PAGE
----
A. Ketamine as the sole anaesthetic agent
The use of Ketamine by continuous infusion enables the dose to be titrated more closely, thereby reducing the amount of drug administered compared with intermittent administration. This results in a shorter recovery time and better stability of vital signs.
A solution containing 1 mg/ml of ketamine in dextrose 5% or sodium chloride 0.9% is suitable for administration by infusion.
General Anaesthesia Induction
An infusion corresponding to 0.5 – 2 mg/kg as total induction dose.
Maintenance of anaesthesia
Anaesthesia may be maintained using a microdrip infusion of 10 – 45 microgram/kg/min (approximately 1 – 3 mg/min).
The rate of infusion will depend on the patient’s reaction and response to anaesthesia. The dosage required may be reduced when a long acting neuromuscular blocking agent is used.
The initial dose of Ketamine administered intravenously may range from 1 mg/kg to 4.5 mg/kg (in terms of ketamine base). The average amount required to produce 5 to 10 minutes of surgical anaesthesia has been 2.0 mg/kg. It is recommended that intravenous administration be accomplished slowly (over a period of 60 seconds). More rapid administration may result in respiratory depression and enhanced pressor response.
Dosage in Obstetrics
In obstetrics, for vaginal delivery or in caesarean section, intravenous doses ranging from 0.2 to 1.0 mg/kg are recommended (see section 4.6 Fertility, pregnancy and lactation).
The initial dose of Ketamine administered intramuscularly may range from 6.5 mg/kg to 13 mg/kg (in terms of ketamine base). A low initial intramuscular dose of 4 mg/kg has been used in diagnostic manoeuvres and procedures not involving intensely painful stimuli. A dose of 10 mg/kg will usually produce 12 to 25 minutes of surgical anaesthesia.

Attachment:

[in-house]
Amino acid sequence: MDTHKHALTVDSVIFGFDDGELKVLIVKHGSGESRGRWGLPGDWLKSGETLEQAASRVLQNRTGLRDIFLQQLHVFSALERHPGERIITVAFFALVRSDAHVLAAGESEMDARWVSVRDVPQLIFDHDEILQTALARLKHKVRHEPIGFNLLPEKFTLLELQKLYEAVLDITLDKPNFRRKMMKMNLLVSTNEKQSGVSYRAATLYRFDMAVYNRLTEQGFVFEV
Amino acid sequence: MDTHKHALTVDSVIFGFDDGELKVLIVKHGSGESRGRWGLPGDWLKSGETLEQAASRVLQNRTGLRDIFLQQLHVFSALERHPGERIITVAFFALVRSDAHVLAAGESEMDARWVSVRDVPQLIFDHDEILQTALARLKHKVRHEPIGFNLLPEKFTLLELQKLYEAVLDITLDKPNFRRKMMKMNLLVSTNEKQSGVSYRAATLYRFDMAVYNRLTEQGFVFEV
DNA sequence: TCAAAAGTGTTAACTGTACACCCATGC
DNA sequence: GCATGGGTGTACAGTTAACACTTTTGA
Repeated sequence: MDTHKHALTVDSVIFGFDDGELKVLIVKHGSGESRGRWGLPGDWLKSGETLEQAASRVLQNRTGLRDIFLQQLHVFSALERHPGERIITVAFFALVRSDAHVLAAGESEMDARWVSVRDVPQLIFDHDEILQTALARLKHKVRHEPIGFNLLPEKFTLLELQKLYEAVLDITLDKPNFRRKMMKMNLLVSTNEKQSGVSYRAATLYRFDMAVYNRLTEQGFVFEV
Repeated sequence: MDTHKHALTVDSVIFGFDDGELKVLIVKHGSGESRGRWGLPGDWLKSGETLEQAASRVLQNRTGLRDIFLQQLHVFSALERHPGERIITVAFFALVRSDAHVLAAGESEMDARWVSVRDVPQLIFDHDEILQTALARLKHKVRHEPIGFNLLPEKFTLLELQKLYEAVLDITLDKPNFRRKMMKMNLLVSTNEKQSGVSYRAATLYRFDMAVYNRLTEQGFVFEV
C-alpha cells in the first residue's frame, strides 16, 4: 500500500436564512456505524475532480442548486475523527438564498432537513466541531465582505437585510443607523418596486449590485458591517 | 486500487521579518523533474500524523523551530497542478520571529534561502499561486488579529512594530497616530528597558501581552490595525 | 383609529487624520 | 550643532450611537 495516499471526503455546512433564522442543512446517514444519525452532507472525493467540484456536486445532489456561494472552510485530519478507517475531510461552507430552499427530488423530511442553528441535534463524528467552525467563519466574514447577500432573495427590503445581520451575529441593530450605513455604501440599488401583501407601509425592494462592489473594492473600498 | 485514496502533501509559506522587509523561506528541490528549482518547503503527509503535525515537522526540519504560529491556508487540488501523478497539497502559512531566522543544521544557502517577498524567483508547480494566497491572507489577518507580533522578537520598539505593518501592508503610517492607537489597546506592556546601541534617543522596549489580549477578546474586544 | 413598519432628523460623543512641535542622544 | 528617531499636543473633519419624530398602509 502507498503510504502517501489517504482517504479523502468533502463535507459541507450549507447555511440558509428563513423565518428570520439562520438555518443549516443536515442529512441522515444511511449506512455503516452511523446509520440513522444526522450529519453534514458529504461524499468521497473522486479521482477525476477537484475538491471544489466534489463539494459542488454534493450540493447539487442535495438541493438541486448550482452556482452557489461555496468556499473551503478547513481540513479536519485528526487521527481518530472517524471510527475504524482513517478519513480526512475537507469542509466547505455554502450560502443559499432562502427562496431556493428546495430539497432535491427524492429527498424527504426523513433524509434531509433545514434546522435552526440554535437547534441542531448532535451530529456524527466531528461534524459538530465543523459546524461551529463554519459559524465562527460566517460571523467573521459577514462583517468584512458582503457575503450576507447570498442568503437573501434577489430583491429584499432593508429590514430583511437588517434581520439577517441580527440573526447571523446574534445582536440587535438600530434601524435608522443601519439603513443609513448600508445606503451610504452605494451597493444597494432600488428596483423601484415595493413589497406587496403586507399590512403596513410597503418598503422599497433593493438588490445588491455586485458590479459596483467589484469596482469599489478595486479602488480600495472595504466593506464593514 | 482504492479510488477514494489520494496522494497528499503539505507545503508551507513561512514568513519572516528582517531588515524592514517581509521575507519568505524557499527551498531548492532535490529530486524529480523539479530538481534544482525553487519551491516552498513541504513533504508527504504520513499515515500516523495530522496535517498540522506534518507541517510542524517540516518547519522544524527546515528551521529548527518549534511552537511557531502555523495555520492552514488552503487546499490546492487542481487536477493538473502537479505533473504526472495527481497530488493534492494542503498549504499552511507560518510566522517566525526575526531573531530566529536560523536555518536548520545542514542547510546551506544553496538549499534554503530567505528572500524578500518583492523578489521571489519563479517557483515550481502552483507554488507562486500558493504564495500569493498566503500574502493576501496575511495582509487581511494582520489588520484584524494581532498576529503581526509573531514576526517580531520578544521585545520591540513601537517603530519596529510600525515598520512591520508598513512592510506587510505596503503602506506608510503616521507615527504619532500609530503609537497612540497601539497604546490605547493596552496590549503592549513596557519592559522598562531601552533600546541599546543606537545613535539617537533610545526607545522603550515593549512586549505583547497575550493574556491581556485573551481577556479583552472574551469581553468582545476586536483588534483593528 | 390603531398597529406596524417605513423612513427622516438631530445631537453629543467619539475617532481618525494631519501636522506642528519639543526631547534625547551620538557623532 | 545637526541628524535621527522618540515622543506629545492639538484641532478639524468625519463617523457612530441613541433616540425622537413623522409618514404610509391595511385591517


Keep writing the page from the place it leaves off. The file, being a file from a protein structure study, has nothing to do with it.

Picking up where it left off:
Dosage in Hepatic Insufficiency:http://www.tacomavetmedication.com
Dose reductions should be considered in patients with cirrhosis or other types of liver impairment. (see section 4.4 Special Warnings and Special Precautions for Use)
Dosage in Obstetrics
Data are lacking for intramuscular injection and maintenance infusion of ketamine in the parturient population, and recommendations cannot be made. Available data are presented in Section 5.2.
Maintenance of general anaesthesia
Lightening of anaesthesia may be indicated by nystagmus, movements in response to stimulation, and vocalization. Anaesthesia is maintained by the administration of additional doses of Ketamine by either the intravenous or intramuscular route.
Each additional dose is from ½ to the full induction dose recommended above for the route selected for maintenance, regardless of the route used for induction.
The larger the total amount of Ketamine administered, the longer will be the time to complete recovery.
Purposeless and tonic-clonic movements of extremities may occur during the course of anaesthesia. These movements do not imply a light plane and are not indicative of the need for additional doses of the anaesthetic.
B. Ketamine as induction agent prior to the use of other general anaesthetics
Induction is accomplished by a full intravenous or intramuscular dose of Ketamine as defined above. If Ketamine has been administered intravenously and the principal anaesthetic is slow- acting, a second dose of Ketamine may be required 5 to 8 minutes following the initial dose. If Ketamine has been administered intramuscularly and the principal anaesthetic is rapid-acting, administration of the principal anaesthetic may be delayed up to 15 minutes following the injection of Ketamine.